Letters to the Editor

Special education policy in Jamaica

Thursday, November 15, 2018

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Dear Editor,

The special education policy of Jamaica acknowledges that we have a vulnerable group among us who are unable to function as their normal peers. As such, it is suggested that, as a country, we raise awareness to help to enforce and strengthen the initiative.

The Disabilities Act of Jamaica 2014 details the logistics as to how the unique group of people who are disabled are to be catered to. The policy was especially designed to give life to the Act and make special provisions for individuals living in Jamaica with disabilities.

The policy was carefully designed to ensure that the framework encompasses the development of the disabled cohort, birth through to 21 years of age.

Additionally, family support systems are to be established to provide support to the disabled group that is not enrolled in learning facilities. It is important to note that some children with disabilities have multiple to severe disorders and are, therefore, not easily integrated in the general education system.

In light of the rise in general education teachers expressing concern over the number of students with dysfunctions in the classroom, there needs to be a change in our approach to learning. Catering to the unique needs of children is consistent with the differentiated instruction model. If this model is integrated it is believed that students' learning needs will be nurtured to ensure that the policy is realised in this regard.

It must be noted that the Ministry of Education's Special Education Department continues to make strides in making special education an inviting programme that caters to the holistic development of our disabled community.

As we work towards Vision 2030 it is important that we become aware of the trends in special education and keep abreast of what is happening on the international stage. The No Child Left Behind (NCLB) Act developed in the United States of America is the epitome of the Special Education Policy of Jamaica and, as a community, it is important that we take collective responsibilities to ensure that no Jamaican citizen with a disability is ignored or mistreated.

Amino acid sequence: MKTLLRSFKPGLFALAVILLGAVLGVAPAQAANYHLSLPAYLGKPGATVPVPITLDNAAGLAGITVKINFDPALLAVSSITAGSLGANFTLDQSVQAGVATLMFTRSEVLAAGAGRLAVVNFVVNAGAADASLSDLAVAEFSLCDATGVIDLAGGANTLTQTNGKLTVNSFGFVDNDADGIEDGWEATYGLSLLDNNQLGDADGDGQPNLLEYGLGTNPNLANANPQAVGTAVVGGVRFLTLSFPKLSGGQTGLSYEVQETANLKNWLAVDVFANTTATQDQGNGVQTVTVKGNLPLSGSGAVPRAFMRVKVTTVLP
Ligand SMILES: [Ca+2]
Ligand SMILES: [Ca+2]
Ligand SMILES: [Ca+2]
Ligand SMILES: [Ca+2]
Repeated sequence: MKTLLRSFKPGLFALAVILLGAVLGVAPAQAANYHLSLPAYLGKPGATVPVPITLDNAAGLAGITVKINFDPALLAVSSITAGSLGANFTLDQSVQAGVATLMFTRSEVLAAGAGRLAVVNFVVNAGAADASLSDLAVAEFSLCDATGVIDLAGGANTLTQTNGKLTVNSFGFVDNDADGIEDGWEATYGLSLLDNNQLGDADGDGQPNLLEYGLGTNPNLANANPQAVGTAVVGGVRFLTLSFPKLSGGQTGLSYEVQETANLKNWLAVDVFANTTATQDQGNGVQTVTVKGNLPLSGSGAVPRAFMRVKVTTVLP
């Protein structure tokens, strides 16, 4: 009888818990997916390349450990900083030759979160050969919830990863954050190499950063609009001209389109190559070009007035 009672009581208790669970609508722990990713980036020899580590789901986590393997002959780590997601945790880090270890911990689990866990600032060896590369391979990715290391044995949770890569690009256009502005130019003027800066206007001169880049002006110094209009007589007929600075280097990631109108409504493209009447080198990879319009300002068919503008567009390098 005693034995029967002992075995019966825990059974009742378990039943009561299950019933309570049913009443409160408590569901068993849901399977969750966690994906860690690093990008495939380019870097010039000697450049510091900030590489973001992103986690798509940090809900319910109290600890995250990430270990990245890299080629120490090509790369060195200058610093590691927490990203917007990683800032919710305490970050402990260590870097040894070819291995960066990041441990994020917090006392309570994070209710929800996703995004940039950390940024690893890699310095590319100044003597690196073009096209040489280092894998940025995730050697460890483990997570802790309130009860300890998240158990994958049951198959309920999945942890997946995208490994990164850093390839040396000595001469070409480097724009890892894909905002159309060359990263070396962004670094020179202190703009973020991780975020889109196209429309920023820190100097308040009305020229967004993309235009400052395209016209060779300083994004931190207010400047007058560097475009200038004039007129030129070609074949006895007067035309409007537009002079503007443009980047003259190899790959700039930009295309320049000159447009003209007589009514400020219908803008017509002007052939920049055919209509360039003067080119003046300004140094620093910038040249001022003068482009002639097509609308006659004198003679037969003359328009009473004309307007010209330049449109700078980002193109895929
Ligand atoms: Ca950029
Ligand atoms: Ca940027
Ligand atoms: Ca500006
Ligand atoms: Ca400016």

Discrimination is an existing phenomenon that plagues people living with disabilities. With increased awareness it is hoped that discrimination will reduce significantly over time.

Equity is important, and it can have a dampening effect on an already disadvantaged group.

The policy looks at provisions for screening and assessment, appropriate placement in learning facilities that are equipped with the necessary human and non-human resources to adequately address the educational and other social needs.

Depending on the nature of the disability, the family plays a pivotal role in supporting children's learning at school and to continue the learning at home using social interactive techniques. If given sufficient support from families, disabled students can achieve more than what educators are able to offer in the ambit of the learning environment.

Finally, the policy speaks to catering to individual needs of disabled children and the suggestion is made that educators consider differentiated instruction as a tool to help strengthen the existing platform that guides the fundamental principles that undergird the approach to teaching special education in Jamaica.

Christene Pinnock

christene.pinnock@gmail.com

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